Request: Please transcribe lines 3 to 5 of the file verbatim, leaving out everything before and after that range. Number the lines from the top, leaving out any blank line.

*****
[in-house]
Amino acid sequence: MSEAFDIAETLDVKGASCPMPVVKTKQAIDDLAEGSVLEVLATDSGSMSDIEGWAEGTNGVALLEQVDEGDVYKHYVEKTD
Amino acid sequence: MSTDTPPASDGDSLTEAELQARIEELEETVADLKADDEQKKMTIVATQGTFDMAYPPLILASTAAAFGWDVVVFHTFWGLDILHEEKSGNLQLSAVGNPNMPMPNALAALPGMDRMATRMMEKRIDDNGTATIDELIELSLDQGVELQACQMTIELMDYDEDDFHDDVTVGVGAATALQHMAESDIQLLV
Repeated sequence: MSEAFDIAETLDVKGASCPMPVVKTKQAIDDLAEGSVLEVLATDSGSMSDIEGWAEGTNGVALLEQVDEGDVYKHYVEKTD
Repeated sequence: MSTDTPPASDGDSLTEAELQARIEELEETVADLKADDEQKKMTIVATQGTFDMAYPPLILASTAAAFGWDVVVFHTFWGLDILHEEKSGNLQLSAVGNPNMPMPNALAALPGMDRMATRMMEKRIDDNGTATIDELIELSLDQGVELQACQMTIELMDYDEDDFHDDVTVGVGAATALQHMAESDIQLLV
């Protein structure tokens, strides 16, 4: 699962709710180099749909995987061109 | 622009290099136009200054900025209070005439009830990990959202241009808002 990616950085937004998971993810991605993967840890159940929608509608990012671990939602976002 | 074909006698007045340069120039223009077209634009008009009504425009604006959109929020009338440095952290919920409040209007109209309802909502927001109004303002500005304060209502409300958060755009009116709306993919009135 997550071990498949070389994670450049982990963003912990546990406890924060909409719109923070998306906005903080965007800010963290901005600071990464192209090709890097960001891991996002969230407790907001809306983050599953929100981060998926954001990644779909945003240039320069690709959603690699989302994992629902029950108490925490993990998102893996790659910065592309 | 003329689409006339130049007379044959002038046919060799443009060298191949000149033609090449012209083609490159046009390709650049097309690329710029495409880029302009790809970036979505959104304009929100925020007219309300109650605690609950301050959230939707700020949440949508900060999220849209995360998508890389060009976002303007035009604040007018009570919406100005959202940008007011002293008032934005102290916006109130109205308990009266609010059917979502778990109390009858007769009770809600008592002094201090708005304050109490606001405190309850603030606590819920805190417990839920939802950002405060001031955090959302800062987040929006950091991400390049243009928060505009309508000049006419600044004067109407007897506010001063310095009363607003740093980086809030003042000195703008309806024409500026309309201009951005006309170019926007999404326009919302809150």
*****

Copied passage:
Amino acid sequence: MSTDTPPASDGDSLTEAELQARIEELEETVADLKADDEQKKMTIVATQGTFDMAYPPLILASTAAAFGWDVVVFHTFWGLDILHEEKSGNLQLSAVGNPNMPMPNALAALPGMDRMATRMMEKRIDDNGTATIDELIELSLDQGVELQACQMTIELMDYDEDDFHDDVTVGVGAATALQHMAESDIQLLV
Repeated sequence: MSEAFDIAETLDVKGASCPMPVVKTKQAIDDLAEGSVLEVLATDSGSMSDIEGWAEGTNGVALLEQVDEGDVYKHYVEKTD
Repeated sequence: MSTDTPPASDGDSLTEAELQARIEELEETVADLKADDEQKKMTIVATQGTFDMAYPPLILASTAAAFGWDVVVFHTFWGLDILHEEKSGNLQLSAVGNPNMPMPNALAALPGMDRMATRMMEKRIDDNGTATIDELIELSLDQGVELQACQMTIELMDYDEDDFHDDVTVGVGAATALQHMAESDIQLLV